“The observatory is operated for the USGS, under terms of a memorandum of agreement, by the Pacific Tsunami Warning Center of NOAA.”
Hmmm. A little more checking and I discovered that these two organizations do indeed share a common address. Better yet, the weather station apparently had not been moved. Both the USGS observatory and the PTWC were within a hundred yards of the station coordinates I got from NCDC ‘s MMS and plotted on Google Earth:
My first thought was that the location looked a bit cooler than the acres of asphalt surrounding the ASOS at Honolulu International Airport:
But I still had to find the data. My next stop was an email to the media contact for PTWC, Delores Clark, to inquire if she knew where to find it. A few hours later I had my answer:
The data are available online at:
If you need further assistance, please let me know.
I was dumbstruck. Because, just a couple of days ago I had in fact looked at that very archive, trying to find the data I was seeking. Not finding “Honolulu Observatory” in the NWS COOP report, I didn’t look much further:
But at the time, I had no way of knowing that PTWC was the new name for “Honolulu Observatory”. Up until today after my roundabout search I never would have given that four letter acronym another thought.
The name changed when the jurisdiction changed, but apparently nobody notified NCDC, and the change never found it’s way into the GHCN database.
For all practical purposes, the station was dead to the climate world, known only to the local NWS office in Honolulu. Plus, their main interest is in rainfall, not temperature, since they place the data on their hydrology page:
A simple lack of interagency reporting caused a whole cascade down the line, and a climate station that was once “lost” has now been “found”. It wasn’t quite as simple as Warren Meyer’s phone call, but if a citizen outside of the governmental loop can figure this out in a couple of hours, why can’t agencies like NCDC and GISS? Especially when knowing this sort of thing is is their job? Are there no flags that go up anywhere when data suddenly disappears?
So from this point it was easy for me to find the data I was looking for and run the comparison between the “Honolulu Observatory” and the Honolulu International Airport ASOS station. First a geographic comparison from Google Earth:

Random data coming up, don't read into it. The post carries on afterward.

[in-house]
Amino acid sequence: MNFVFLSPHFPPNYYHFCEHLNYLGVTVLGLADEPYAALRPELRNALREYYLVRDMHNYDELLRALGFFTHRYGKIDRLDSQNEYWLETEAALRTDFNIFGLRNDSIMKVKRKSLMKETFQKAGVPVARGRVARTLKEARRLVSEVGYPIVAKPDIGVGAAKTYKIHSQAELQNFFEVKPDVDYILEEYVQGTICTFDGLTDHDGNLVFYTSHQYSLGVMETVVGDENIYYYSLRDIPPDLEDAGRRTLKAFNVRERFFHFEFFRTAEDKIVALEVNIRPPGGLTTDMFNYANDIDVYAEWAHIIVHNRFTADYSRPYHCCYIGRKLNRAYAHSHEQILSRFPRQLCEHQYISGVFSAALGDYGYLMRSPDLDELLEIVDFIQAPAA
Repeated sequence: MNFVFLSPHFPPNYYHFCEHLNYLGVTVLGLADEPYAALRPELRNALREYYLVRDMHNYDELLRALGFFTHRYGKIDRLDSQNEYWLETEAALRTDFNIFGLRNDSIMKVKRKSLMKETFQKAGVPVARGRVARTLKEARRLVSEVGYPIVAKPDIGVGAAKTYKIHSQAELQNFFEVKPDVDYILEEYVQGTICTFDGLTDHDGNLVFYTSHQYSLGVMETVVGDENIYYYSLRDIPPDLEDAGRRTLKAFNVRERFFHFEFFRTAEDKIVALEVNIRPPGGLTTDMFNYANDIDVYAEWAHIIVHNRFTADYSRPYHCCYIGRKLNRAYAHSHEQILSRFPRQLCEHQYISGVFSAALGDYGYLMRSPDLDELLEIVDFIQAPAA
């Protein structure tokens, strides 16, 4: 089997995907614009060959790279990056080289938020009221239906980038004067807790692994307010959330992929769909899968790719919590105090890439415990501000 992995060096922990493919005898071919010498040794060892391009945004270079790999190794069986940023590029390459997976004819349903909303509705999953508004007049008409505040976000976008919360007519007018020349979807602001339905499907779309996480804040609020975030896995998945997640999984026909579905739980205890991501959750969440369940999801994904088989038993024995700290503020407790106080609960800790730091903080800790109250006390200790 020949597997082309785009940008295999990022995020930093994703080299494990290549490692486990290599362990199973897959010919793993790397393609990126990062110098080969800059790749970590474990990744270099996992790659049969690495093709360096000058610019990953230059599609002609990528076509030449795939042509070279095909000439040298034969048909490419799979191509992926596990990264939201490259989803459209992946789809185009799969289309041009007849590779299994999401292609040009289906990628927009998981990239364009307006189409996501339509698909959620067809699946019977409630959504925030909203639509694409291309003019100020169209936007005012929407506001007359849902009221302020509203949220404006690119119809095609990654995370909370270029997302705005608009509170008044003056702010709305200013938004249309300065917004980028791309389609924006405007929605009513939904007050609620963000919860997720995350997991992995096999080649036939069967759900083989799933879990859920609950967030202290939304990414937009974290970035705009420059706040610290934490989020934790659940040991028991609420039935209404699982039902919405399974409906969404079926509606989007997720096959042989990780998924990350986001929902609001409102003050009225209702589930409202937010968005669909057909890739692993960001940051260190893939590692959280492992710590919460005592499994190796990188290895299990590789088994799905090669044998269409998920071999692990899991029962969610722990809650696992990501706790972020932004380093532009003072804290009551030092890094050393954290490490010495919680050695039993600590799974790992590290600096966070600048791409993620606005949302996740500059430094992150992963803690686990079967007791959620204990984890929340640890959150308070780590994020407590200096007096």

Downloading each daily report from PTWC and PHNL individually, I manually collated the data from both stations and put them into an ASCII file for import into my Dplot graphing program. I’ve saved a combination file of the two datasets here as a PDF for inspection. PHNL-PTWC-June09-data If anybody needs the individual station reports, the source URL’s are in the PDF file, they’ll still be on the NWS server for a few days before they get rotated out.
Unfortunately, there were two days of PTWC data missing, though all days of the PHNL ASOS data were intact. Also, I had all of the false record event reports from the PHNL ASOS previously archived.
So I plotted the two high/low datasets side by side to get an idea of just how much bias there was between the two stations. Fortunately, the stations were only 3.9 miles apart, and about the same distance inland from the beach, though the airport station ocean exposure suffers a bit from the extra runway that was apparently added as ocean fill at some point. Geographically the stations seem reasonably compatible in their placement on the south coast of Oahu.
The data from the two stations, when plotted side by side, was telling. I marked missing data, the record high events, and when the ASOS was repaired.
Note when the highs (Tmax) converged for the first time this month to within one degree of each other, right after the equipment was repaired. The greatest separation is in the nighttime lows, which would be expected due to the runway asphalt influence at PHNL Lows tend to be affected more by heat retaining surfaces at night.
Note also that during the string of record highs from the 10th to the 15th, the two stations diverged mostly by six degrees F, The NWS originally admitted in their TV Interview to two degrees error, and that may be true from the HNL airport location since it is indeed a sea of asphalt.
“ASOS…placed for aviation purposes…not necessarily for climate purposes.”
Six degrees difference in the Tmax for at least 5 days. Many other days of record were 4 or 5 degrees difference. One day was 9 degrees difference.
But, which station is more representative of Oahu’s climate? The airport, or the observatory in the grove of native ground cover? I don’t think all of Oahu is paved yet.
So the big question to NOAA/NWS Honolulu is:
Do you still think these records are valid and worth keeping in the climatic database and record events database?
The big question for GISS is:
Would you like your lost station back so you can update the data?